Sep 18, 2017 | By Benedict

Engineers at MIT have developed a 3D printing method that could allow doctors to deliver several drug or vaccine doses over a period of time with just a single injection. The "SEAL" technique works by 3D printing cup-like microparticles that can store and seal the drug doses.

For those who fear injections, the idea of drinking your next vaccine from a coffee cup may sound quite appealing. Two cappuccinos and a polio shot, please.

Unfortunately, a group of MIT engineers have just developed a more metaphorical than literal form of “coffee cup” drug dispensing. Far too small to hold in your fingers, their tiny 3D printed cups—which are actually microparticles—can be filled with various drugs or vaccines, sealed with a lid, and then injected into the body.

And they’re not made from china, either. These 3D printed cups are made from a biocompatible, FDA-approved polymer which can be programmed to degrade at specific times. This allows certain parts of the cocktail to be released at specific times, meaning patients receiving the drugs or vaccines only need one jab to receive several doses.

“We are very excited about this work,” said Robert Langer, the David H. Koch Institute Professor at MIT. “For the first time, we can create a library of tiny, encased vaccine particles, each programmed to release at a precise, predictable time, so that people could potentially receive a single injection that, in effect, would have multiple boosters already built into it.”

Funded by a grant from the Bill and Melinda Gates Foundation, the MIT researchers’ project was started in order to find a way of delivering multiple doses of a vaccine over a specified period of time. This was deemed particularly important for vaccinations in countries where patients are often unable or unlikely to return for follow-up injections.

Langer explained that the 3D printing technique “could have a significant impact on patients everywhere, especially in the developing world where patient compliance is particularly poor.” Babies would potentially be able to receive a single shot that would cover their required vaccines for the first one to two years of their life.

The project is particularly interesting because its 3D printed “cups” aim to deliver short bursts of their contents at very specific times, withholding their contents during the interim periods. This is different to other delivery systems that either deliver all their contents at once, or release a continuous, gradual amount over time.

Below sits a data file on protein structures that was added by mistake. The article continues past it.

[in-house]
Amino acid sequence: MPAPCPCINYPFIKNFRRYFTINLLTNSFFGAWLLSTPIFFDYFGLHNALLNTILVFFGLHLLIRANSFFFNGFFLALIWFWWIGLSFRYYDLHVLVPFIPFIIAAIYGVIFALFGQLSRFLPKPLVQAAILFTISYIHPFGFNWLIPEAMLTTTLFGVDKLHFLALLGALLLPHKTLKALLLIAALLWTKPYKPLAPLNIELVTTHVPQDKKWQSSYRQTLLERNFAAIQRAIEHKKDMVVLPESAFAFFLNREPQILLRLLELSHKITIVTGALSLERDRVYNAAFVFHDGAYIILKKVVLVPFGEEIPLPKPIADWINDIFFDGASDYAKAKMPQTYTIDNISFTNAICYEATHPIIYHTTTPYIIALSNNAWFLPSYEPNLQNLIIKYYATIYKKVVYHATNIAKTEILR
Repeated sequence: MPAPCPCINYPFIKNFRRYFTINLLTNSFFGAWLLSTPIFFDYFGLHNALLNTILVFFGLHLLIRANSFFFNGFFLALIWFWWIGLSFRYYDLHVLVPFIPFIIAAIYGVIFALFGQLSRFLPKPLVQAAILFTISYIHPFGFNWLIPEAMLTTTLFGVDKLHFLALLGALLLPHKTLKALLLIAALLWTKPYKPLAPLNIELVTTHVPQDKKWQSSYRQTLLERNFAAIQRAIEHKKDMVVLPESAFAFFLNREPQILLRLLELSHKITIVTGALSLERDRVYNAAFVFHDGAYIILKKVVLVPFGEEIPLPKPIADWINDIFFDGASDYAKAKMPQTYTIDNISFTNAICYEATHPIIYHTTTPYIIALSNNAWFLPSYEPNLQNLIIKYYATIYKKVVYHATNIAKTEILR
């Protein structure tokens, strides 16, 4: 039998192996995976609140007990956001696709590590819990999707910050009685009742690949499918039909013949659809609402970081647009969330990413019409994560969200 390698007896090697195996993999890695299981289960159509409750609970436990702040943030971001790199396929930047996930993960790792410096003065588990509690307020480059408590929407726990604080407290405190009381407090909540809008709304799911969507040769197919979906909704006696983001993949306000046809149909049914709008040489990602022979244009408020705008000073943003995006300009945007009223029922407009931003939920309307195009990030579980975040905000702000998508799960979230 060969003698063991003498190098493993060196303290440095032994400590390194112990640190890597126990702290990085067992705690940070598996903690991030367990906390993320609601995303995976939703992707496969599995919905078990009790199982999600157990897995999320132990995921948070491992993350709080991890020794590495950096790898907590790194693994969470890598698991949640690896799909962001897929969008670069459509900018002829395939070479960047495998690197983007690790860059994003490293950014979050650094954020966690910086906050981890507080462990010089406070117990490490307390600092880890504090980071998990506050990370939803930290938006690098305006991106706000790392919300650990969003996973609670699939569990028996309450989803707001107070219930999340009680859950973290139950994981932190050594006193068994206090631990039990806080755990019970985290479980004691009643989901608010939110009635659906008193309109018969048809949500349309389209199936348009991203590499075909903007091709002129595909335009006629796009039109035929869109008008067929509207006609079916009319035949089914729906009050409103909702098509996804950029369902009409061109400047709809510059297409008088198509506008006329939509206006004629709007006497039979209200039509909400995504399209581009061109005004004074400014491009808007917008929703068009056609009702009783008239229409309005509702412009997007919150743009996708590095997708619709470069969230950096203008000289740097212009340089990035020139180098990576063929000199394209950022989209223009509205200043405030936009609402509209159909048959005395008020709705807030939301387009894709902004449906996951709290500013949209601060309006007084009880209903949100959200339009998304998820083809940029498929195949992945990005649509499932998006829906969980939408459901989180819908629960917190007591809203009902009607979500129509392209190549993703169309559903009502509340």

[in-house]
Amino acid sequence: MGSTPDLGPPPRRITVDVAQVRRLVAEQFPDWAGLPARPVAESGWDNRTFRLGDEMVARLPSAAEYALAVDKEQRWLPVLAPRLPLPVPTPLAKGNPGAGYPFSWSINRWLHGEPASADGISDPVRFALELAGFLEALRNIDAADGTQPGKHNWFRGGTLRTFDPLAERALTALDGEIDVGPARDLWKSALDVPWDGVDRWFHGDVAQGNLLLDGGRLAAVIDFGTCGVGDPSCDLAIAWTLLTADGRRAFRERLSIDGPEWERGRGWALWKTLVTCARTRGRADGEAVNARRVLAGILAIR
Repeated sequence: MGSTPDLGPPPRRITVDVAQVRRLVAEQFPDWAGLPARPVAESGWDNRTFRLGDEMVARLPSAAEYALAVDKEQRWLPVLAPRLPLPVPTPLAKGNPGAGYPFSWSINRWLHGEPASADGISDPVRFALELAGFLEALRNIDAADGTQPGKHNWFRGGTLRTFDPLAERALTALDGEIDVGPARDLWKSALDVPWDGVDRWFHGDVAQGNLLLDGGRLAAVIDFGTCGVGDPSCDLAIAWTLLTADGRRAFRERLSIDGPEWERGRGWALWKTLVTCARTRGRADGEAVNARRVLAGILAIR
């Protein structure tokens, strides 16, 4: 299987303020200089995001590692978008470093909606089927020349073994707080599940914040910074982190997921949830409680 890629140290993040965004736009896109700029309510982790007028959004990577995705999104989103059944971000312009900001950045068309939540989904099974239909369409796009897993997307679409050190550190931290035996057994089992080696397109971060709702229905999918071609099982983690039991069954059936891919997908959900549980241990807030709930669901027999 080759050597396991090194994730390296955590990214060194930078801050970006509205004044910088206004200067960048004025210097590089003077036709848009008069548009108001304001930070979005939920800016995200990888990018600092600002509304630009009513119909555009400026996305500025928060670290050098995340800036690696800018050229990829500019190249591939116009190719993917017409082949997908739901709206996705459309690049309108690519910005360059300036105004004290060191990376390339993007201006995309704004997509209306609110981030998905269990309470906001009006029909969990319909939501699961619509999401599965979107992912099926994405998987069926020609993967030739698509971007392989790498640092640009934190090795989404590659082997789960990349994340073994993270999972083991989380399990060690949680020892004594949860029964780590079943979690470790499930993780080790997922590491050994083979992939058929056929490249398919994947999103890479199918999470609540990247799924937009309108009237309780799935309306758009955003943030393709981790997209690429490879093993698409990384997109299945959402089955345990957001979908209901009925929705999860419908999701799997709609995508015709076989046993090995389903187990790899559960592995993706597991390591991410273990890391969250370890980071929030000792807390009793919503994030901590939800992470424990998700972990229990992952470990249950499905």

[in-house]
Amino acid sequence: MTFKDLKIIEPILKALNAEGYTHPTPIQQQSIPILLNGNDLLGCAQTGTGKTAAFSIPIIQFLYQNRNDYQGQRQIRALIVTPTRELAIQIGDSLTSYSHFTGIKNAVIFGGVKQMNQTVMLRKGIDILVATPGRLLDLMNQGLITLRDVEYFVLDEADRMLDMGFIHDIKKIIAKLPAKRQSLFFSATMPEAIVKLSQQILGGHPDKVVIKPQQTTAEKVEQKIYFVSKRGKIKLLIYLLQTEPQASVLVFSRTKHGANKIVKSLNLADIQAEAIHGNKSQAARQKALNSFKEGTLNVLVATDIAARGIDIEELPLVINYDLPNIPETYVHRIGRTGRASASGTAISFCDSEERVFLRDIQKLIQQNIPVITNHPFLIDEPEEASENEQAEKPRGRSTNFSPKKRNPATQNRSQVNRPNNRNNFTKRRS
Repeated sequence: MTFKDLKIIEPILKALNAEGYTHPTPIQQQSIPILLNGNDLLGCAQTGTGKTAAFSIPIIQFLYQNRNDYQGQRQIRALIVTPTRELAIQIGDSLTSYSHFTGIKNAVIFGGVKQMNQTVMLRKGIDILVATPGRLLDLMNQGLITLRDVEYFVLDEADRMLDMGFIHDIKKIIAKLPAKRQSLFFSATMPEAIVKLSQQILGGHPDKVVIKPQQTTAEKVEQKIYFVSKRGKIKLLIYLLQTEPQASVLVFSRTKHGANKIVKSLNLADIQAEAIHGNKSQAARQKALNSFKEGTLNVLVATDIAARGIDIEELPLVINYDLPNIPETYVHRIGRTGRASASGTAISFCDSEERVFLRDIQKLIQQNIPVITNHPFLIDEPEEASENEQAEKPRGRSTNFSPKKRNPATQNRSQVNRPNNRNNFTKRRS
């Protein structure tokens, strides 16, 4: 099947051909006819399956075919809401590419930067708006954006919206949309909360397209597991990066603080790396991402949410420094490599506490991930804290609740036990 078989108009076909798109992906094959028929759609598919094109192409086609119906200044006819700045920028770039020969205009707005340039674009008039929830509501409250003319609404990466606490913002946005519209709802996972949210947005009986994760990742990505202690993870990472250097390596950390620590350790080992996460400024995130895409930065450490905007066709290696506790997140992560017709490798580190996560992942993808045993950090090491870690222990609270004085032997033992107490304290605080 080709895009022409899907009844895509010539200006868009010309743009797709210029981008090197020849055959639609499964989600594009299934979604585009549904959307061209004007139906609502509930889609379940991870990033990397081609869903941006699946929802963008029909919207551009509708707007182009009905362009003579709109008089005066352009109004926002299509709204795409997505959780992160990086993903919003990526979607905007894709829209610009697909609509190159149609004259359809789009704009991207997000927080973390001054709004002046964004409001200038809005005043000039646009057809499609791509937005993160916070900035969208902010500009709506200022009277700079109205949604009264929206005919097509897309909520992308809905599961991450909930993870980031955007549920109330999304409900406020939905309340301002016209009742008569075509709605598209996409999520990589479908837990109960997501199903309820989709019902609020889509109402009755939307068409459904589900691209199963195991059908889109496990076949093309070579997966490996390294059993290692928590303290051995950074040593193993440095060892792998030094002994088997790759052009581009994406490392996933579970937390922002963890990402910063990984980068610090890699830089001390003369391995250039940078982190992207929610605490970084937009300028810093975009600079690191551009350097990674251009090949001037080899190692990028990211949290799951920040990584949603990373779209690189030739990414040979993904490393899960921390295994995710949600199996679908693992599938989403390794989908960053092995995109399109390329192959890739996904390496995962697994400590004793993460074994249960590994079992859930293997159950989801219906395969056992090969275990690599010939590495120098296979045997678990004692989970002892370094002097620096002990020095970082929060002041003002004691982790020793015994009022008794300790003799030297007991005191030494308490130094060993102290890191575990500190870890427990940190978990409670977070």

But making a drug delivery system that can deliver its contents at precise intervals requires the right materials. In this case, the researchers decided to use PLGA, a biocompatible polymer that has been approved for use in medical devices and which can be made to degrade at specific times. The only problem was fabrication: conventional 3D printing systems weren’t able to print the PLGA cups exactly how the researchers wanted them.

The new technique developed by the researchers is inspired by computer chip manufacturing. The team used photolithography to make silicon molds for the cups and the lids, fitting around 2,000 of the molds onto a glass slide and using them to shape the PLGA cups and lids. Then, when the polymer cups were ready, an automated dispensing system was used to fill them up with the necessary drugs. Lids are then lowered on to the cups and fused on with heat.

“We developed a new method that can make structures which current 3D printing methods cannot,” said Ana Jaklenec, a research scientist at MIT’s Koch Institute for Integrative Cancer Research. “This new method called SEAL (StampEd Assembly of polymer Layers) can be used with any thermoplastic material and allows for fabrication of microstructures with complex geometries that could have broad applications, including injectable pulsatile drug delivery, pH sensors, and 3D microfluidic devices.”

By adjusting the molecular weight and structure of the polymer, the researchers can adjust how fast the particles will degrade after injection, which in turn determines when the drugs will be released. Does it work? You bet it does. The team tried the approach out on mice, finding that particles could release in sharp bursts, without leaking, at 9, 20, and 41 days after injection. Moreover, the researchers found that by filling their “coffee cups” with a delicious brew of ovalbumin (a protein found in egg whites that is commonly used to experimentally stimulate an immune response), they could induce the effect of two separate injections with just one—even with half the dosage.

The MIT researchers have even tried 3D printing microparticles that can release drugs after hundreds of days. In these cases, however, the researchers must ensure that the drug or vaccine remains stable at body temperature.

The technique is currently being tested with a variety of drugs, while Langer, Jaklenec, and the rest of their team are also exploring strategies to stabilize the vaccines.

“The SEAL technique could provide a new platform that can create nearly any tiny, fillable object with nearly any material, which could provide unprecedented opportunities in manufacturing in medicine and other areas,” Langer said.

The researchers’ study, “Fabrication of fillable microparticles and other complex 3D microstructures,” has been published in Science. Its lead authors are postdoc Kevin McHugh and former postdoc Thanh D. Nguyen.

 

 

Posted in 3D Printing Application

 

 

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